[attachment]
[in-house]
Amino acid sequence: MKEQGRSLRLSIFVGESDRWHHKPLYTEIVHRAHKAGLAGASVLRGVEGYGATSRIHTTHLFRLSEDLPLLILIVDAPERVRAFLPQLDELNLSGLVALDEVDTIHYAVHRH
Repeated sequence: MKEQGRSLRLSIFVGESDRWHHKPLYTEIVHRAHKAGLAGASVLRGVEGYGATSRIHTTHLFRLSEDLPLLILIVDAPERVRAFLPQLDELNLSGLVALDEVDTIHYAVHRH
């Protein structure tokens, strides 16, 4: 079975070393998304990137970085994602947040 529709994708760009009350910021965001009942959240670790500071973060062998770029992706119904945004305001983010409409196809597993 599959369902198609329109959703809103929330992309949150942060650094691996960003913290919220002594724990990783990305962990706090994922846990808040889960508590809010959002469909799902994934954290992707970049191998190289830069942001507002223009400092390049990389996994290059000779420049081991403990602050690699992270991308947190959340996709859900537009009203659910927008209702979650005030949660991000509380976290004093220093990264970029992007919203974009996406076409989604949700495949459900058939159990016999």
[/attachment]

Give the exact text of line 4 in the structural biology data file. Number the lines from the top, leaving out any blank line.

């Protein structure tokens, strides 16, 4: 079975070393998304990137970085994602947040 529709994708760009009350910021965001009942959240670790500071973060062998770029992706119904945004305001983010409409196809597993 599959369902198609329109959703809103929330992309949150942060650094691996960003913290919220002594724990990783990305962990706090994922846990808040889960508590809010959002469909799902994934954290992707970049191998190289830069942001507002223009400092390049990389996994290059000779420049081991403990602050690699992270991308947190959340996709859900537009009203659910927008209702979650005030949660991000509380976290004093220093990264970029992007919203974009996406076409989604949700495949459900058939159990016999």